Home

Päivi Tampere – What Happens in Social Media during Crises?

14.03.2017

During catastrophes and social crises, users of social media form five distinct groups, making the communication between organisations and people more complicated than ever before, says Dr. Päivi Tampere from the TU Baltic Film, Media, Arts and Communication School.

In her PhD thesis, she analysed the relationships between organisations and target groups in social media, and especially the shifts in these relationships during crisis. She used three recent events as basis: the H1N1 Pig Flu scare, the Fukushima disaster and the local Rimi store chain boycott.

Tampere discovered that five distinct participator profiles emerge during crisis. The organisations have to deal with 1) information providers, 2) askers or worrywarts, 3) sceptics, 4) scaremongers, and 5) authority defenders.

Sceptics were critical about the organisation and its communication, scaremongers spread speculation and false information, while authority defenders turned to defend the organisation handling the crisis.

Comments that defended politicians or officials showed high levels of trust. The posters believed in the organisation’s ability to handle the crisis and are the perfect public for any organisation. They do not require convincing, do not panic, nor oppose officials.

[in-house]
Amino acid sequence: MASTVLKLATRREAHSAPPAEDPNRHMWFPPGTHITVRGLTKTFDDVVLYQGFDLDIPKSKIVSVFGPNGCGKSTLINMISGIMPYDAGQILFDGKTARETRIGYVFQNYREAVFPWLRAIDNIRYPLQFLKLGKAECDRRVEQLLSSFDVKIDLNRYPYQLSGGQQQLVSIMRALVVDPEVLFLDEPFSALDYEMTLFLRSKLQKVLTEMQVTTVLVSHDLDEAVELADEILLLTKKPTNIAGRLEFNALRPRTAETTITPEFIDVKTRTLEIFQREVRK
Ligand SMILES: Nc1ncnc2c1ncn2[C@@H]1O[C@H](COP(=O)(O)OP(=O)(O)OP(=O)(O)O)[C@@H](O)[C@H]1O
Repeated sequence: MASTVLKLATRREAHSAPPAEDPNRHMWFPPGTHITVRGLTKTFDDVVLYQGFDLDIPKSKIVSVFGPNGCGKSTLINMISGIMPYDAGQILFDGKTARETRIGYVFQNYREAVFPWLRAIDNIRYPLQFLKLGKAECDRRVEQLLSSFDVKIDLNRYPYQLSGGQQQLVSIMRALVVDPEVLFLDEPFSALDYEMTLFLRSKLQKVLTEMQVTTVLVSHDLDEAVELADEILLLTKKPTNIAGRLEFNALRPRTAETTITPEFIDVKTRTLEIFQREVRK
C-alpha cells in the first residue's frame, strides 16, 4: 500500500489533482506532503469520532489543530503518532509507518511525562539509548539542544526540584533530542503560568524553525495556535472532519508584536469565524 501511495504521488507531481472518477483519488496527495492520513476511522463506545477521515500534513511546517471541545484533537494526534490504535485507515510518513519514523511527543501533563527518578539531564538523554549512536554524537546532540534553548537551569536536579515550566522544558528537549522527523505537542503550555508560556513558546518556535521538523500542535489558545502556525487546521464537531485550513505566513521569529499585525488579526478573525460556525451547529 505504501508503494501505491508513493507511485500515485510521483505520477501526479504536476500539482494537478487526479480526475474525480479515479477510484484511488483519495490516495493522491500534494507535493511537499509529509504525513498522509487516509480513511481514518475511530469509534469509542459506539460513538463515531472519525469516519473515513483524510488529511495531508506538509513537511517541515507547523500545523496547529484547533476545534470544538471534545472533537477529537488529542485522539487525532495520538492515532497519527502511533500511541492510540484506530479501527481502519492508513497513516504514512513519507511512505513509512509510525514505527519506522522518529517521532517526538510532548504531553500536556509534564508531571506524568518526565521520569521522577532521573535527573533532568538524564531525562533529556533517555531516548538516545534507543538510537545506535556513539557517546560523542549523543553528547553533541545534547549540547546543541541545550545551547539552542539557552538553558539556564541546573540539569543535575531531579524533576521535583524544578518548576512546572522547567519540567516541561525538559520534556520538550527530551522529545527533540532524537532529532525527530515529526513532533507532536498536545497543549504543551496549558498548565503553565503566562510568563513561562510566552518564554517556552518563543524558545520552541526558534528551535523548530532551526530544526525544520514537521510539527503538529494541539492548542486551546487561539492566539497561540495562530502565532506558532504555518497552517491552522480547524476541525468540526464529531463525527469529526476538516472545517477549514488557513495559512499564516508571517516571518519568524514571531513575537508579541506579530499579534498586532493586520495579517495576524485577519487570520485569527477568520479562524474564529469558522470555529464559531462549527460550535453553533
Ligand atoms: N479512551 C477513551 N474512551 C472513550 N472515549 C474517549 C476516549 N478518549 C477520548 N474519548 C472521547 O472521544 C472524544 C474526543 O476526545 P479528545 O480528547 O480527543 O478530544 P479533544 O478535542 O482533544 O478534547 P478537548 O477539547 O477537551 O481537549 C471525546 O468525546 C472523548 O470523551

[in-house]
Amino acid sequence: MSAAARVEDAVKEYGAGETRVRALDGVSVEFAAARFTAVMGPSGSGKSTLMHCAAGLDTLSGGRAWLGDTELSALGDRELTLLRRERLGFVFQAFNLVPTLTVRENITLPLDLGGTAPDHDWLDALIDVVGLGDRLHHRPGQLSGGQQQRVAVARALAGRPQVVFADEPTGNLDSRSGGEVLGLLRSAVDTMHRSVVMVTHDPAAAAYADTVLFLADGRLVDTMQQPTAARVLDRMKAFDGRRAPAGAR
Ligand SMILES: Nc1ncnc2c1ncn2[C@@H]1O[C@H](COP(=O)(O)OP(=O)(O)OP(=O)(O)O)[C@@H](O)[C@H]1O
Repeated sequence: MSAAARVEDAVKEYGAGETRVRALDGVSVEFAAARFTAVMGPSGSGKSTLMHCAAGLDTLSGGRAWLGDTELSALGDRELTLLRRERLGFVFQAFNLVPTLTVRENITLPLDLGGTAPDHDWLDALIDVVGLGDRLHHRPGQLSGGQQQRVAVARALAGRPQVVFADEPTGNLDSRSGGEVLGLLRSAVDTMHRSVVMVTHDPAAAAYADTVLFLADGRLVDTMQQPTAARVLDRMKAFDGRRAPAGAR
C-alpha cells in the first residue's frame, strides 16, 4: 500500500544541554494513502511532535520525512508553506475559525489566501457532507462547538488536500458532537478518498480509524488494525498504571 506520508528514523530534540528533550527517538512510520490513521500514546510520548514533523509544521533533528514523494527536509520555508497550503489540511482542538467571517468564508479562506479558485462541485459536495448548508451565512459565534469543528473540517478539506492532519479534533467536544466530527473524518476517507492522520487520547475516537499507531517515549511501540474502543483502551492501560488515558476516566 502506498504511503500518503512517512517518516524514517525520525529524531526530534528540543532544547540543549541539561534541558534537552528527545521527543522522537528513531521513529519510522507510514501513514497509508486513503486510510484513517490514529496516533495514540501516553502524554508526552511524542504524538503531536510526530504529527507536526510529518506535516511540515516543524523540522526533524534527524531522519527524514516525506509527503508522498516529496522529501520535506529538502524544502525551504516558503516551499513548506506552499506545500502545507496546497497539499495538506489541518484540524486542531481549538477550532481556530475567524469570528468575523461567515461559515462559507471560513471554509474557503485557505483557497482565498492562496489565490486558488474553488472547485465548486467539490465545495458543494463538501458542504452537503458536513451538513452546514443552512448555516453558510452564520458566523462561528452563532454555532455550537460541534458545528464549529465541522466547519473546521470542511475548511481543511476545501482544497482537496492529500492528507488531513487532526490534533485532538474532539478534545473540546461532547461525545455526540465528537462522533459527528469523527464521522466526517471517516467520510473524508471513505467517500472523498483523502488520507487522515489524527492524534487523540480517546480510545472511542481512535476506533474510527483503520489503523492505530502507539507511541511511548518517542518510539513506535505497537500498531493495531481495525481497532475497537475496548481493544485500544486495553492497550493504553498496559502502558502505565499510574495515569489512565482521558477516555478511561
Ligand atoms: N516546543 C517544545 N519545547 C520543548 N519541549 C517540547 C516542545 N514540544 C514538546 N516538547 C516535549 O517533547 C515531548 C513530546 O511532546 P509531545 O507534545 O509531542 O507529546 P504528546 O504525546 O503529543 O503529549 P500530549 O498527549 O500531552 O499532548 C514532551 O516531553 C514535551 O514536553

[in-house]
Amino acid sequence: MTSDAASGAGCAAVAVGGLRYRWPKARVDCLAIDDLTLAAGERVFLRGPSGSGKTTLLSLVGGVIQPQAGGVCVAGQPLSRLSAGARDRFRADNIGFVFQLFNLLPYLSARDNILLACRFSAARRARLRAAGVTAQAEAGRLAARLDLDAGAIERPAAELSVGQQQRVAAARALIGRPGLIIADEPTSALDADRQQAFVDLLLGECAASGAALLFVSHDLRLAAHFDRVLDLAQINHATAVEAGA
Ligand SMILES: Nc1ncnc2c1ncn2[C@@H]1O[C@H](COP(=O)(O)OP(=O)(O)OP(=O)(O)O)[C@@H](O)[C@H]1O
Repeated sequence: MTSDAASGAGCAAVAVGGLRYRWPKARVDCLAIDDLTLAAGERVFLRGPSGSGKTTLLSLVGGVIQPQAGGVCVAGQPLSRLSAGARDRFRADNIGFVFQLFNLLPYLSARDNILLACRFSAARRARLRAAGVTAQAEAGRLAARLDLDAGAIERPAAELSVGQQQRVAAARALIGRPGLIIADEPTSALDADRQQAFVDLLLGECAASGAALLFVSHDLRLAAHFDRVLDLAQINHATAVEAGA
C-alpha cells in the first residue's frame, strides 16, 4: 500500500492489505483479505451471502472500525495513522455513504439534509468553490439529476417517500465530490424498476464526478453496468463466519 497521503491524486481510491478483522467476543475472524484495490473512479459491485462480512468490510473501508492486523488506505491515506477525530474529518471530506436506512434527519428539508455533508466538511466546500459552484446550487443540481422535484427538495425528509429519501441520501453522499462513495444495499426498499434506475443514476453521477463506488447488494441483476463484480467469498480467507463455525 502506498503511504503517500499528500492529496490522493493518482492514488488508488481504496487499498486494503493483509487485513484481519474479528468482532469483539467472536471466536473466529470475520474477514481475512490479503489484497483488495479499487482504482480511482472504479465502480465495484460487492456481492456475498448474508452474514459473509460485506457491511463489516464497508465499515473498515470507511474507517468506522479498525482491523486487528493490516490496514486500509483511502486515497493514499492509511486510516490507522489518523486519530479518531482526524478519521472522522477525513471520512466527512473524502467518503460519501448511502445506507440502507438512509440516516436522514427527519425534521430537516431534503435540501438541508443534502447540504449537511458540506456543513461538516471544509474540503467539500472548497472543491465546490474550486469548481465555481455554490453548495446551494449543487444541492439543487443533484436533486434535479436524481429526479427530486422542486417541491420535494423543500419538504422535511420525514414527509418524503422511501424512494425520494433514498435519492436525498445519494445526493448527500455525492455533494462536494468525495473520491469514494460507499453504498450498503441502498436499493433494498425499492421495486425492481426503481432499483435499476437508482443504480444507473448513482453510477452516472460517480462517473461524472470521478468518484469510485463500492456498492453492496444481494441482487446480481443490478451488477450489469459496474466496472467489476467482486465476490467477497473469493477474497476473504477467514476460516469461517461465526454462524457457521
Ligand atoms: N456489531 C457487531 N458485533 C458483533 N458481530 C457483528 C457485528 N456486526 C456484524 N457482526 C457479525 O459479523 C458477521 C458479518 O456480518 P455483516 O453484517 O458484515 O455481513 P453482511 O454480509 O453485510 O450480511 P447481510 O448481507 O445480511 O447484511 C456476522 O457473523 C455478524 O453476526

Organisations will have problems with sceptics and scaremongers. Sceptics have no trust toward the officials, nor do they perceive the actual level of risk. As a result of this, these people do not believe in what the organisation is doing, nor their ability to handle any crisis. The scaremongers are the biggest challenge, as they decline all messages from the organisation, have a systematic negative reaction, and spread fake information, whether from malice or simply because they believe in it.

The relationships between the organisation and the people have various challenges in today’s networked world. These include the slow reaction by organisations, difference in the knowledge the officials and the general public possess, the ambiguity of online groups, the ad-hoc nature of crises, and legal restrictions, that do not allow organisations to reply or comment to accusations online.

Despite their activity and participation, organisations can never control the discussion in social media. However, they can reap benefits, when they analyse the public opinion, understanding and argumentation, and use it to form their future messages.

In December, Päivi Tampere defended her Doctoral Thesis “Stakeholders as Crisis Communicators – Flow of Communication Power from Organizations to Publics”

See all 1 Minute Lectures